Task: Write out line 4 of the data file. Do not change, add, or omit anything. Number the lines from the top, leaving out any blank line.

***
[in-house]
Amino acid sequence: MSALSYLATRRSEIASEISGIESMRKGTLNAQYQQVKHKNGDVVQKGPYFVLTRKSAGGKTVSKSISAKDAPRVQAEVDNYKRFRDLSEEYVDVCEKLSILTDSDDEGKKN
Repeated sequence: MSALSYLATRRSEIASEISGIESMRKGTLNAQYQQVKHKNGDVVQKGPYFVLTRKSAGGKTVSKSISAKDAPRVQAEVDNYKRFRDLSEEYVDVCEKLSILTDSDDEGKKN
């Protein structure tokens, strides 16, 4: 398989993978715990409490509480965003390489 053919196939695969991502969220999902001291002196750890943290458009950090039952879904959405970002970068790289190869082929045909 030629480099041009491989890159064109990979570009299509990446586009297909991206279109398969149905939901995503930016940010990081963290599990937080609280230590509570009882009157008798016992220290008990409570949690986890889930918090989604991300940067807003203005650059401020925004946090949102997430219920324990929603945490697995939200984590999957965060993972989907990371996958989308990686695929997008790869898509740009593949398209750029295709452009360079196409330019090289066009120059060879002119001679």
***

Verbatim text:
């Protein structure tokens, strides 16, 4: 398989993978715990409490509480965003390489 053919196939695969991502969220999902001291002196750890943290458009950090039952879904959405970002970068790289190869082929045909 030629480099041009491989890159064109990979570009299509990446586009297909991206279109398969149905939901995503930016940010990081963290599990937080609280230590509570009882009157008798016992220290008990409570949690986890889930918090989604991300940067807003203005650059401020925004946090949102997430219920324990929603945490697995939200984590999957965060993972989907990371996958989308990686695929997008790869898509740009593949398209750029295709452009360079196409330019090289066009120059060879002119001679």